On Suspense in Storytelling, pt. 2 – Unpredictable-Unputdownable

Every story, by definition, contains suspense in one form or another.

The most common form is the Predictable-Yet-Still-Desirable (from pt. 1), wherein the reader/viewer already has a pretty good idea of what’s going to happen before it happens, but wants to see it anyway.

This may be either to feel the satisfaction of having been correct in his/her predictions, to see exactly how it happens, or to be already emotionally prepared to vicariously undergo a universal human experience.

Somewhat less common is a second form of suspense, which, ironically, is probably the form that more readily comes to mind when one hears the word “suspense”: the unpredictable-and-thus-unputdownable, which keeps the reader glued to the book, and still reading long after s/he should have gone to bed.

All stories by their very nature contain the precursors of this type of suspense.  How could they not?  Stories come to us described by blurbs designed to hint at the plot and its major turning points, but ultimately give nothing away.

They’re the very definition of suspense, for who knows what might happen between the lines of that enticing paragraph on the back of the book or DVD case?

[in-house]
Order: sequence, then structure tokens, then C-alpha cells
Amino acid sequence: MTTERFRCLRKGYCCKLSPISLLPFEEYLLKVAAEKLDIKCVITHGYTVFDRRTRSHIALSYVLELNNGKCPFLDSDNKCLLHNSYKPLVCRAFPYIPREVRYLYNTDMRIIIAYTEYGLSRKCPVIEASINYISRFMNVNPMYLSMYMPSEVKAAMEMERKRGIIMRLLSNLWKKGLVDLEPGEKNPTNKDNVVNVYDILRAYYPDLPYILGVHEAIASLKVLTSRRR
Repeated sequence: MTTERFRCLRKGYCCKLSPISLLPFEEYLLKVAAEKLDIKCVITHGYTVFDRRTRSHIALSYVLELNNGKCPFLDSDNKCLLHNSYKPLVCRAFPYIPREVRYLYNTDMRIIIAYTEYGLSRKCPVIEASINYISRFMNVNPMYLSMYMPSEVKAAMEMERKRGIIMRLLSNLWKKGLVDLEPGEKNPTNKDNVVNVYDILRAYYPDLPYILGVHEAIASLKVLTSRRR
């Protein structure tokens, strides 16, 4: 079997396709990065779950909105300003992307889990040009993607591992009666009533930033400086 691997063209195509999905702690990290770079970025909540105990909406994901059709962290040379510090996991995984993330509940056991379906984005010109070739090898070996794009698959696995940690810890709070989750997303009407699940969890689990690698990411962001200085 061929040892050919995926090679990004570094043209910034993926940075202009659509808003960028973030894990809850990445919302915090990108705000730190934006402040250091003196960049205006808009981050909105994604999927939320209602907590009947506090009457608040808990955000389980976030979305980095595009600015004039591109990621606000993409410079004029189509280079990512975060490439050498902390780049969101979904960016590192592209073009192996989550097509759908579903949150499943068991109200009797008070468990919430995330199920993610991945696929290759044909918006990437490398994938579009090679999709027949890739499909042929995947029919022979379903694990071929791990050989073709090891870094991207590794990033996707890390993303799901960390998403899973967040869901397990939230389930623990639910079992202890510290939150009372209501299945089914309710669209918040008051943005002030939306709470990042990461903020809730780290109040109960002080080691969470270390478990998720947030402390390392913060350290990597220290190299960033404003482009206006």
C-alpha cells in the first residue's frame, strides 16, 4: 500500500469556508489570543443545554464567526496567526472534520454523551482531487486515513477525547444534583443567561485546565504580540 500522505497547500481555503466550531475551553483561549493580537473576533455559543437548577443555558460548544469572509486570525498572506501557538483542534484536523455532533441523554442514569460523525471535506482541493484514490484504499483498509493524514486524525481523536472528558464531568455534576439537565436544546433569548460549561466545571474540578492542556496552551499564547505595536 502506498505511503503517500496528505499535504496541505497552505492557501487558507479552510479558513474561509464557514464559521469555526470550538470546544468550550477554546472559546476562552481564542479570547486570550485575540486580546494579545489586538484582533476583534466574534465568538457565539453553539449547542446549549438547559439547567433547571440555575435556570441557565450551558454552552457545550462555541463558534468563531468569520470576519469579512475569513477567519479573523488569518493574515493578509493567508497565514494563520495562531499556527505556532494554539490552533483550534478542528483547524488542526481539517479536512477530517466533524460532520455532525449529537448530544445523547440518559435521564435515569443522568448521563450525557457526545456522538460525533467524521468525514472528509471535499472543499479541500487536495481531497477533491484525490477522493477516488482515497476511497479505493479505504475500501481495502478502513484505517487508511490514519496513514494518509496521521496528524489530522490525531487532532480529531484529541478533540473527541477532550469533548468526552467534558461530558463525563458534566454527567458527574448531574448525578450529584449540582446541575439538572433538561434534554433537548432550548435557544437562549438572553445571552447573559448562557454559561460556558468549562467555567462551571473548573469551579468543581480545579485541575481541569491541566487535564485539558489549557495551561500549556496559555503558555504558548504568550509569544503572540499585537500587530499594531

Not all stories, however, retain that suspense.

Some stories, once one starts reading/viewing, start becoming predictable.  This maybe the Predictable-Yet-Still-Desirable, or may just be plain unsurprising and dull – a story one has no problem abandoning.

I don’t believe any writer intentionally writes a boring story.  A writer may consciously opt to tell a story that is traditional, or that closely follows the conventions of his/her genre, or that’s an homage or send-up of an existing, well-known story.

But I’m sure no writer wants a reader to know everything that’s set to come as readily as if said reader had written the story his-/herself.

So, how does one go about making his/her story unpredictable and unputdownable?  Certain genres have an easier time of it than others just by virtue of the type of stories being told – e.g. mystery, thrillers, horror.